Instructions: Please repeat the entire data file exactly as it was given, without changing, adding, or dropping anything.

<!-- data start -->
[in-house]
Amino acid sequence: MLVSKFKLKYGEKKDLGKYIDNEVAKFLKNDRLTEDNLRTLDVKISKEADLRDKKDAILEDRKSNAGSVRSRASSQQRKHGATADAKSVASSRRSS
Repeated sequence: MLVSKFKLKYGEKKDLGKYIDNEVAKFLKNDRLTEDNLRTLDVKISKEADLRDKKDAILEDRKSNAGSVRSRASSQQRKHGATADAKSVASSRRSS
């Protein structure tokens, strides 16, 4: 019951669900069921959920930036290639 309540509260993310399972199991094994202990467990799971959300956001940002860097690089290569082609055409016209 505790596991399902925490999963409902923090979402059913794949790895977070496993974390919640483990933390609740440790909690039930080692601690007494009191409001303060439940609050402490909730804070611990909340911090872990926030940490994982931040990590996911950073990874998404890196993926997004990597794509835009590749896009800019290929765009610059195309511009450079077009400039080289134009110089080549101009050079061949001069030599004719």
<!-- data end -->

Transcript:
[in-house]
Amino acid sequence: MLVSKFKLKYGEKKDLGKYIDNEVAKFLKNDRLTEDNLRTLDVKISKEADLRDKKDAILEDRKSNAGSVRSRASSQQRKHGATADAKSVASSRRSS
Repeated sequence: MLVSKFKLKYGEKKDLGKYIDNEVAKFLKNDRLTEDNLRTLDVKISKEADLRDKKDAILEDRKSNAGSVRSRASSQQRKHGATADAKSVASSRRSS
């Protein structure tokens, strides 16, 4: 019951669900069921959920930036290639 309540509260993310399972199991094994202990467990799971959300956001940002860097690089290569082609055409016209 505790596991399902925490999963409902923090979402059913794949790895977070496993974390919640483990933390609740440790909690039930080692601690007494009191409001303060439940609050402490909730804070611990909340911090872990926030940490994982931040990590996911950073990874998404890196993926997004990597794509835009590749896009800019290929765009610059195309511009450079077009400039080289134009110089080549101009050079061949001069030599004719």